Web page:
The 'Visibility Levels' feature within Enterprise Architect provides the ability to restrict access to certain sections of a model. Only models hosted by a Pro Cloud Server are able to make use of this feature. Visibility Levels are implemented by taking advantage of the Row Level Security feature included in Oracle 8+ and Microsoft SQL Server 2016 (onwards).
Row Level Security is a security feature that controls which database users can access which rows of data in a database. Traditional database security only provides the ability to control which users have access to read, write or delete data down to the table level. Since Row Level Security functionality is implemented by the database, it is impossible for users to bypass security implemented at the application level, by writing their own scripts or databases queries. That is, the database ensures that users can only view and update data they are authorized to access.
Since Row Level Security is functionality implemented by the database, most of the configuration for Enterprise Architect and the Pro Cloud Server to support it is performed directly in the database without needing to change the application code base, which means there is less to go wrong from an application point of view.
Database / Application Users
It is important to understand the distinction between database and application users. The introduction mentions that visibility levels are based on Database User permissions. In the Sparx System Cloud Server environment, each Database Manager is defined with all of its connection details (including the user and password) to a given database. It is the database user, the user identified in the connection details, that visibility levels are based on.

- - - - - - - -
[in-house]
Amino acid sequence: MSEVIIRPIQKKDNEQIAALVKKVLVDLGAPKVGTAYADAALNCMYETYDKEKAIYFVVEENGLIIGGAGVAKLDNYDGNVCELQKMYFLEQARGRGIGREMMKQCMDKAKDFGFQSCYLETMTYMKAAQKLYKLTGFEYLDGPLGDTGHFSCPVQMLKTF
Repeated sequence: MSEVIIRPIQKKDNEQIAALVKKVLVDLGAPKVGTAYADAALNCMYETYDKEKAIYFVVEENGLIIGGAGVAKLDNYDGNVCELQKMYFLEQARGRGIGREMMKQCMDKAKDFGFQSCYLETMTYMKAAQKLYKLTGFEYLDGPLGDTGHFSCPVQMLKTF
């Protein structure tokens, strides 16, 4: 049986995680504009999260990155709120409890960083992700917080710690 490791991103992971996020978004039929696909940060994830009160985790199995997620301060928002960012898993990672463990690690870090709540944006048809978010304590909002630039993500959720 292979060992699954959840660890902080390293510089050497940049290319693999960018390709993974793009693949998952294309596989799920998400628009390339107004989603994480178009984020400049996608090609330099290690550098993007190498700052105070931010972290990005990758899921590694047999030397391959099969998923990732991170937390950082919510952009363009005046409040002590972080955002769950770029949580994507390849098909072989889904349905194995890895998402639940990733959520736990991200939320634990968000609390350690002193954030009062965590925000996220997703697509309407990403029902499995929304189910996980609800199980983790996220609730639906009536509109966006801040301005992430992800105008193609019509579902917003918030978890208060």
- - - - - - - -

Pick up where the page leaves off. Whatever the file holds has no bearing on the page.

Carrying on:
This concept is not to be confused with Enterprise Architect model users; that is, the user ID/password that is entered when accessing a security enabled model. This is an application user.
Note: Enterprise Architect's model security is not mandatory, whereas all DBMSs require a database user to be defined in order to access data within the database.
How it works
In additional to their normal permissions, database users are granted access to one or more visibility levels. A new column, VIS_LVL (Visibility Level), is added to 24 critical tables within the Enterprise Architect database. This field stores the visibility level that is needed to view/update this record.
For each of the 24 tables a security policy is defined that ensures each database user only sees records that their assigned visibility level is authorized to view.
Database triggers are then used to maintain the value of the VIS_LVL columns in all tables for all child objects and elements. For example, setting the visibility level of a Package in Enterprise Architect's Project Browser will update the selected Package and all of its children to the entered visibility level.
Note: The base scripts supplied by Sparx Systems support 20 'levels' of security (that is, 1 to 20); however this can easily be adjusted by manually changing the number of rows that are inserted into the T_VISIBILITYLEVELS table at the beginning of the script. Level 0 is a special case, representing the default value; it implies that all database users (even those without an assigned visibility level) can view or update records of this level.
As with most things, the Visibility Levels functionality comes at a cost when compared to the same model without Visibility Levels enabled. Both SQL Server's and Oracle's Row Level Security functional imposes extra processing on the database server that needs to be performed whenever data is selected, this extra processing takes time, how much time depends on the type and amount of data being selected, so it is very hard to estimate. Sparx System's implementation of Visibility Levels has attempted to design its solution in the most efficient way possible however it is unavoidable that models with Visibility Levels will perform slower than models without.